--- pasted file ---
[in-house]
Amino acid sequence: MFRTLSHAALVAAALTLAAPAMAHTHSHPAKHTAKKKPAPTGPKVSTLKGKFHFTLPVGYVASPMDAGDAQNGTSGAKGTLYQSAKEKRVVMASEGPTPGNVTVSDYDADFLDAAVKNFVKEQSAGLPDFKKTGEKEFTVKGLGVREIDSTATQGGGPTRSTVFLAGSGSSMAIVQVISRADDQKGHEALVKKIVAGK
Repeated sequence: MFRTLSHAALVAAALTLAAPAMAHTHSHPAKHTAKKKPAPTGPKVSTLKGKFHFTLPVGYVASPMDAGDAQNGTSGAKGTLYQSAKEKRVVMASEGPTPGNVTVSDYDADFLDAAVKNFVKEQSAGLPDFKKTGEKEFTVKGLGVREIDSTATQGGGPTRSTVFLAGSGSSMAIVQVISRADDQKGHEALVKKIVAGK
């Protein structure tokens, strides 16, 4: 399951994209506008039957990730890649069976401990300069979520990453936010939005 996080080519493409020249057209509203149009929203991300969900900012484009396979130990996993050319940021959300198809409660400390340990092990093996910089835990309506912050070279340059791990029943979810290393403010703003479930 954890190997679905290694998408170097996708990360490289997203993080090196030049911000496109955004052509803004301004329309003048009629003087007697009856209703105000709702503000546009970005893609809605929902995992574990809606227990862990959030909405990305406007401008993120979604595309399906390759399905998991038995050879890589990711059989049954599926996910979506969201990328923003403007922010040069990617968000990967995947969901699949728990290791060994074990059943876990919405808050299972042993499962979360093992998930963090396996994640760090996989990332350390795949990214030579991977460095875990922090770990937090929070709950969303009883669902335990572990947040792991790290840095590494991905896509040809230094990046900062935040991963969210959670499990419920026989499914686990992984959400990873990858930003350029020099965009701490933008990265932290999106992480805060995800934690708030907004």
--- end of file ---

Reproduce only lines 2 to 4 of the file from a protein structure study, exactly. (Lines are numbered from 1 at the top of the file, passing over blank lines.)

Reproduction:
Amino acid sequence: MFRTLSHAALVAAALTLAAPAMAHTHSHPAKHTAKKKPAPTGPKVSTLKGKFHFTLPVGYVASPMDAGDAQNGTSGAKGTLYQSAKEKRVVMASEGPTPGNVTVSDYDADFLDAAVKNFVKEQSAGLPDFKKTGEKEFTVKGLGVREIDSTATQGGGPTRSTVFLAGSGSSMAIVQVISRADDQKGHEALVKKIVAGK
Repeated sequence: MFRTLSHAALVAAALTLAAPAMAHTHSHPAKHTAKKKPAPTGPKVSTLKGKFHFTLPVGYVASPMDAGDAQNGTSGAKGTLYQSAKEKRVVMASEGPTPGNVTVSDYDADFLDAAVKNFVKEQSAGLPDFKKTGEKEFTVKGLGVREIDSTATQGGGPTRSTVFLAGSGSSMAIVQVISRADDQKGHEALVKKIVAGK
């Protein structure tokens, strides 16, 4: 399951994209506008039957990730890649069976401990300069979520990453936010939005 996080080519493409020249057209509203149009929203991300969900900012484009396979130990996993050319940021959300198809409660400390340990092990093996910089835990309506912050070279340059791990029943979810290393403010703003479930 954890190997679905290694998408170097996708990360490289997203993080090196030049911000496109955004052509803004301004329309003048009629003087007697009856209703105000709702503000546009970005893609809605929902995992574990809606227990862990959030909405990305406007401008993120979604595309399906390759399905998991038995050879890589990711059989049954599926996910979506969201990328923003403007922010040069990617968000990967995947969901699949728990290791060994074990059943876990919405808050299972042993499962979360093992998930963090396996994640760090996989990332350390795949990214030579991977460095875990922090770990937090929070709950969303009883669902335990572990947040792991790290840095590494991905896509040809230094990046900062935040991963969210959670499990419920026989499914686990992984959400990873990858930003350029020099965009701490933008990265932290999106992480805060995800934690708030907004």